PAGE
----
Juggling vs. Plate Spinning

I spent most of my summers as a kid hanging around at tennis tournaments across the South. You spend a lot of time at these events just waiting: Waiting for your court to open up…waiting for the courts to dry, etc. With all this free time I taught myself to juggle tennis balls. Juggling is like riding a bike in that once you master it, your arms just remember how to do it without you really thinking about it. It is one continuous motion while keeping a constant rhythm.

There are many jobs that are like juggling in that you learn a set of basic skills and then you perfect and repeat that skill over time. That skill might be something like sales where you develop a process and try to repeat it as much as possible. While similar to juggling, sales can be quite hard: The problem is not usually in knowing what to do; the problem is in being able to execute the necessary steps.

The CEO job, on the other hand, is (or should be) more like plate spinning than juggling. On first glance, you might consider plate spinning (keeping a number of plates spinning on top of a narrow rod) to be similar to juggling, because you are keeping multiple objects in motion at the same time, but it is fundamentally different. While juggling is a single continuous motion, plate spinning requires constantly observing all the plates and reacting to each one before it slows down too much and falls off the rod.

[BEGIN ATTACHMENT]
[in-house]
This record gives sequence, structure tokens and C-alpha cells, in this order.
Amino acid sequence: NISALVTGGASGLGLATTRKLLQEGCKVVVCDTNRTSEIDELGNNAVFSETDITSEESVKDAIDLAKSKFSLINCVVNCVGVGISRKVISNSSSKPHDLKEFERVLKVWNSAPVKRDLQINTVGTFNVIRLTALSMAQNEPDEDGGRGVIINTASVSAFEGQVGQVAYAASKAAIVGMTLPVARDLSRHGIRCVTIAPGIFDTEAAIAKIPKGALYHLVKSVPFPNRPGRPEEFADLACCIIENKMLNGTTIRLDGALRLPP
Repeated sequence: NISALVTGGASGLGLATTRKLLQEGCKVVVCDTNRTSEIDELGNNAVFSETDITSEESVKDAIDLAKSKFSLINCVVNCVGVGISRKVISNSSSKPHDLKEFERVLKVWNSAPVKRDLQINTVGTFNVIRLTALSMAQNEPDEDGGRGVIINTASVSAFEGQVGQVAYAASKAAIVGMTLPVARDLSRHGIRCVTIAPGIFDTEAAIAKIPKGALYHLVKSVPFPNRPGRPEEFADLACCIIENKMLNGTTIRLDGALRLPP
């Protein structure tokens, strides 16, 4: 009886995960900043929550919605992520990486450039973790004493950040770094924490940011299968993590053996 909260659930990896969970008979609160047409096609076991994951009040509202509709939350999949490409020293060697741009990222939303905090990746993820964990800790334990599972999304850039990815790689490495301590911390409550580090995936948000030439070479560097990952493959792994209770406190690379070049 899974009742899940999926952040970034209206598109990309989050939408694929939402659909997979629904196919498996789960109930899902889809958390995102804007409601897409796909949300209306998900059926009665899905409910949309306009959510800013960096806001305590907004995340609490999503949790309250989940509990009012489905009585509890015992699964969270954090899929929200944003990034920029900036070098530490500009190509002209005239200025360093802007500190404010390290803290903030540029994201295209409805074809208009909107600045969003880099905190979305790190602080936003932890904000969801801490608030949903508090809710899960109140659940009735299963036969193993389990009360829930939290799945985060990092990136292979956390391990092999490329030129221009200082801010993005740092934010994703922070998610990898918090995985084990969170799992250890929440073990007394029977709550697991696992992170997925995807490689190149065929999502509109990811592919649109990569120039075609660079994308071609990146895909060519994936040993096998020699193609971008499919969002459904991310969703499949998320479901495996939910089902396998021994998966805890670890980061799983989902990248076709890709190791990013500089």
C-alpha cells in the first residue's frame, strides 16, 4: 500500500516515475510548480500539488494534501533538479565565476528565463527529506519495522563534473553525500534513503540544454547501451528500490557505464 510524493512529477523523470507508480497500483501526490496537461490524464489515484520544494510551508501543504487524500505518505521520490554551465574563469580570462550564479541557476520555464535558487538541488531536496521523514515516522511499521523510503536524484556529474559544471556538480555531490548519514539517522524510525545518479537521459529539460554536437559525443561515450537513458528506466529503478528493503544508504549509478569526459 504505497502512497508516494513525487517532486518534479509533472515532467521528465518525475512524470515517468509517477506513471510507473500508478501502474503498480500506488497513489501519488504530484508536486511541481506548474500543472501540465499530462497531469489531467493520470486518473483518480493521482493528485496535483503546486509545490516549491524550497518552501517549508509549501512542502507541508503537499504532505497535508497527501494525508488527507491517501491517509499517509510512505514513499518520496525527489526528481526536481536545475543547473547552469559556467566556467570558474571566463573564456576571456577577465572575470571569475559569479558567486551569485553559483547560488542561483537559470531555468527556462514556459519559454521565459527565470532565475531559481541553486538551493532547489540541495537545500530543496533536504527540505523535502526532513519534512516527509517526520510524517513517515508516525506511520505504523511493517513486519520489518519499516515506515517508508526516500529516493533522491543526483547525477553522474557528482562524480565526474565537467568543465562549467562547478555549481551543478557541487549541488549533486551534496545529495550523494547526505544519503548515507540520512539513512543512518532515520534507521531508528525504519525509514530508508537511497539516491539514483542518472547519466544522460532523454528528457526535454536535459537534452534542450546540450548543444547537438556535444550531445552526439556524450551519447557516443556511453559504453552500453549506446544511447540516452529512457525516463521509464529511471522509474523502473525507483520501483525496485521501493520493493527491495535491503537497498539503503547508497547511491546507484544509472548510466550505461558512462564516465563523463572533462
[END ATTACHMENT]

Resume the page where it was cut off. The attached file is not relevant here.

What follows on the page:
The CEO job always felt to me like plate spinning instead of juggling. As much as you might like to get into a rhythm and deal with every issue the same way, the breadth of issues that you face requires you to treat each one as a unique problem that demands just the right approach. Knowing what to do is the most common problem, as opposed to how to do it. Also, if you ignore a problem for too long, it can easily cause major breakage in your organization.

Often, new CEOs tend to focus on the part of the business they are most familiar with and start juggling, because it makes them comfortable. For instance, if they are product people they focus on creating great products and leave other parts of the business for their senior executives to handle. This is very dangerous as there are certain standards that only the CEO can enforce. Just like in plate spinning, if you take your eye off any one area for very long, something is going to break.


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